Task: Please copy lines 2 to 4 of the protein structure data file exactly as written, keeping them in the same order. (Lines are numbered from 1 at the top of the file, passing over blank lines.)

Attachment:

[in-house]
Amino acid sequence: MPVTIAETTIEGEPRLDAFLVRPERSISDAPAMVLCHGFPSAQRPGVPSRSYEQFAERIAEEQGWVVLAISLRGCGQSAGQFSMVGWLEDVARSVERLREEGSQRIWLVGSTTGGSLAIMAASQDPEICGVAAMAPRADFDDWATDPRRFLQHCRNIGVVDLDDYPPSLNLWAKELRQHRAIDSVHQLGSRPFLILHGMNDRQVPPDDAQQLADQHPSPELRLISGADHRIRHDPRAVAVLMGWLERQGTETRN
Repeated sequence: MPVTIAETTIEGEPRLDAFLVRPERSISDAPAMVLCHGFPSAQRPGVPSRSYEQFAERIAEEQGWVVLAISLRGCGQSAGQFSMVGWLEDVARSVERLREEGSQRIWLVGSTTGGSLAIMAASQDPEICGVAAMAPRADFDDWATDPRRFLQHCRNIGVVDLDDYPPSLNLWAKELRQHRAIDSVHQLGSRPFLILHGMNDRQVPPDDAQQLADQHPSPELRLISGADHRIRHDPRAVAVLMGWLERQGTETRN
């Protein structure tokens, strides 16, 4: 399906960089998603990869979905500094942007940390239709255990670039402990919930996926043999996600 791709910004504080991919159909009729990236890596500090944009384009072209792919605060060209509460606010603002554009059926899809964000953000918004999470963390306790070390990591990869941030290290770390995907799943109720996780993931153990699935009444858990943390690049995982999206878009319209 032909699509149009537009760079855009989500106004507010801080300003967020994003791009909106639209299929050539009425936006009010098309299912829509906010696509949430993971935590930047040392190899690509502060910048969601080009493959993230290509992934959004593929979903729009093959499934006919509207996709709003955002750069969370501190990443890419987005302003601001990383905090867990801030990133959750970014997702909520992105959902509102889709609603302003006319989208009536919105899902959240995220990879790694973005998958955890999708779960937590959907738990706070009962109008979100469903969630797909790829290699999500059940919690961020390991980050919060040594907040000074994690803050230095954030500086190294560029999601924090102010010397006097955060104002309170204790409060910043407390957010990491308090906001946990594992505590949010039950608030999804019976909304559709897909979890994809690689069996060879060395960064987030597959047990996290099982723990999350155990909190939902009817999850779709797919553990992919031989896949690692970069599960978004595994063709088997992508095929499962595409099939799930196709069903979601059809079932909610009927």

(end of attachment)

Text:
Amino acid sequence: MPVTIAETTIEGEPRLDAFLVRPERSISDAPAMVLCHGFPSAQRPGVPSRSYEQFAERIAEEQGWVVLAISLRGCGQSAGQFSMVGWLEDVARSVERLREEGSQRIWLVGSTTGGSLAIMAASQDPEICGVAAMAPRADFDDWATDPRRFLQHCRNIGVVDLDDYPPSLNLWAKELRQHRAIDSVHQLGSRPFLILHGMNDRQVPPDDAQQLADQHPSPELRLISGADHRIRHDPRAVAVLMGWLERQGTETRN
Repeated sequence: MPVTIAETTIEGEPRLDAFLVRPERSISDAPAMVLCHGFPSAQRPGVPSRSYEQFAERIAEEQGWVVLAISLRGCGQSAGQFSMVGWLEDVARSVERLREEGSQRIWLVGSTTGGSLAIMAASQDPEICGVAAMAPRADFDDWATDPRRFLQHCRNIGVVDLDDYPPSLNLWAKELRQHRAIDSVHQLGSRPFLILHGMNDRQVPPDDAQQLADQHPSPELRLISGADHRIRHDPRAVAVLMGWLERQGTETRN
């Protein structure tokens, strides 16, 4: 399906960089998603990869979905500094942007940390239709255990670039402990919930996926043999996600 791709910004504080991919159909009729990236890596500090944009384009072209792919605060060209509460606010603002554009059926899809964000953000918004999470963390306790070390990591990869941030290290770390995907799943109720996780993931153990699935009444858990943390690049995982999206878009319209 032909699509149009537009760079855009989500106004507010801080300003967020994003791009909106639209299929050539009425936006009010098309299912829509906010696509949430993971935590930047040392190899690509502060910048969601080009493959993230290509992934959004593929979903729009093959499934006919509207996709709003955002750069969370501190990443890419987005302003601001990383905090867990801030990133959750970014997702909520992105959902509102889709609603302003006319989208009536919105899902959240995220990879790694973005998958955890999708779960937590959907738990706070009962109008979100469903969630797909790829290699999500059940919690961020390991980050919060040594907040000074994690803050230095954030500086190294560029999601924090102010010397006097955060104002309170204790409060910043407390957010990491308090906001946990594992505590949010039950608030999804019976909304559709897909979890994809690689069996060879060395960064987030597959047990996290099982723990999350155990909190939902009817999850779709797919553990992919031989896949690692970069599960978004595994063709088997992508095929499962595409099939799930196709069903979601059809079932909610009927």